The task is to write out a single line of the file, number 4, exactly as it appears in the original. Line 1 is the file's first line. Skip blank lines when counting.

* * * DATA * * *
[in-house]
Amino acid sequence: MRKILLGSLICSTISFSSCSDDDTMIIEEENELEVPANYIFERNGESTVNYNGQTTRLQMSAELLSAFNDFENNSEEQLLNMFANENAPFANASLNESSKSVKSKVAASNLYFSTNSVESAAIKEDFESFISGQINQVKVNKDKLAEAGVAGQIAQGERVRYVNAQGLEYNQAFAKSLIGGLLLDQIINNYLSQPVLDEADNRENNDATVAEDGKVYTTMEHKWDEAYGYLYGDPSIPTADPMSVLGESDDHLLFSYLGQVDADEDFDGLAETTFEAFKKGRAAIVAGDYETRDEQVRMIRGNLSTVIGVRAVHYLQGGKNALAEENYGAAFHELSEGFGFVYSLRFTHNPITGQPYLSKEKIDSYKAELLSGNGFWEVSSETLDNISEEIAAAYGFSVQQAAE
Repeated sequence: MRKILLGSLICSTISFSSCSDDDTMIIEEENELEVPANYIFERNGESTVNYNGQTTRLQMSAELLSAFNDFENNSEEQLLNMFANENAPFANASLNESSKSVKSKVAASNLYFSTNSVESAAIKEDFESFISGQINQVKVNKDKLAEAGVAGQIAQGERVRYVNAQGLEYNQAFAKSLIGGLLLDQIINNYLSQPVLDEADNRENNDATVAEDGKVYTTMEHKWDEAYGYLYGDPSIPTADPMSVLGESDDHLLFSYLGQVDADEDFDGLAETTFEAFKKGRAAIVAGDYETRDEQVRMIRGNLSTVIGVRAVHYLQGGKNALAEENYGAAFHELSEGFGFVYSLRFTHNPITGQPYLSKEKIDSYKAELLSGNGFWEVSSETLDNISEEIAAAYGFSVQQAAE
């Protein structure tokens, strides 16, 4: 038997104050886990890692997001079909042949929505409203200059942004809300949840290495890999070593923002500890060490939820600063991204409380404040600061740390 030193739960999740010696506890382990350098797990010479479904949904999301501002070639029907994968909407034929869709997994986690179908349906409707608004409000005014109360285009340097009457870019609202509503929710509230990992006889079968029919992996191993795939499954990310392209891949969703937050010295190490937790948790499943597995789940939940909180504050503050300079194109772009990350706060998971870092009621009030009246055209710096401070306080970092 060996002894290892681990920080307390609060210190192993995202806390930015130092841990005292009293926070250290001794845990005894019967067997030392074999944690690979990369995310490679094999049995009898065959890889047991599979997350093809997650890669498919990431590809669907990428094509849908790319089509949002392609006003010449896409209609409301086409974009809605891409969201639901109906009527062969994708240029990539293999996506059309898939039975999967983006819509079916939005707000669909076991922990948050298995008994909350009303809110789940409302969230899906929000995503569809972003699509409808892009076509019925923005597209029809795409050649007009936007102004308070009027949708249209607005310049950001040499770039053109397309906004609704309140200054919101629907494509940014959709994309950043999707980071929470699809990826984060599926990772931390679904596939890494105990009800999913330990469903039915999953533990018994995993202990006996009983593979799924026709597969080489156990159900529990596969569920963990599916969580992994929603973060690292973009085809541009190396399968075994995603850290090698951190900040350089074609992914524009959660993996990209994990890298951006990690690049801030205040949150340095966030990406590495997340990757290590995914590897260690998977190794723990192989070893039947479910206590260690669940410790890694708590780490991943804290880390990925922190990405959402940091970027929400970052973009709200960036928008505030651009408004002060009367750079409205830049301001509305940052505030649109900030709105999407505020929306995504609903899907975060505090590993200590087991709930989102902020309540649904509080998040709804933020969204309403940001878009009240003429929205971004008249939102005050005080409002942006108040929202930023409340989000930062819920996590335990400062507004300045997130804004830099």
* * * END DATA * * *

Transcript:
């Protein structure tokens, strides 16, 4: 038997104050886990890692997001079909042949929505409203200059942004809300949840290495890999070593923002500890060490939820600063991204409380404040600061740390 030193739960999740010696506890382990350098797990010479479904949904999301501002070639029907994968909407034929869709997994986690179908349906409707608004409000005014109360285009340097009457870019609202509503929710509230990992006889079968029919992996191993795939499954990310392209891949969703937050010295190490937790948790499943597995789940939940909180504050503050300079194109772009990350706060998971870092009621009030009246055209710096401070306080970092 060996002894290892681990920080307390609060210190192993995202806390930015130092841990005292009293926070250290001794845990005894019967067997030392074999944690690979990369995310490679094999049995009898065959890889047991599979997350093809997650890669498919990431590809669907990428094509849908790319089509949002392609006003010449896409209609409301086409974009809605891409969201639901109906009527062969994708240029990539293999996506059309898939039975999967983006819509079916939005707000669909076991922990948050298995008994909350009303809110789940409302969230899906929000995503569809972003699509409808892009076509019925923005597209029809795409050649007009936007102004308070009027949708249209607005310049950001040499770039053109397309906004609704309140200054919101629907494509940014959709994309950043999707980071929470699809990826984060599926990772931390679904596939890494105990009800999913330990469903039915999953533990018994995993202990006996009983593979799924026709597969080489156990159900529990596969569920963990599916969580992994929603973060690292973009085809541009190396399968075994995603850290090698951190900040350089074609992914524009959660993996990209994990890298951006990690690049801030205040949150340095966030990406590495997340990757290590995914590897260690998977190794723990192989070893039947479910206590260690669940410790890694708590780490991943804290880390990925922190990405959402940091970027929400970052973009709200960036928008505030651009408004002060009367750079409205830049301001509305940052505030649109900030709105999407505020929306995504609903899907975060505090590993200590087991709930989102902020309540649904509080998040709804933020969204309403940001878009009240003429929205971004008249939102005050005080409002942006108040929202930023409340989000930062819920996590335990400062507004300045997130804004830099």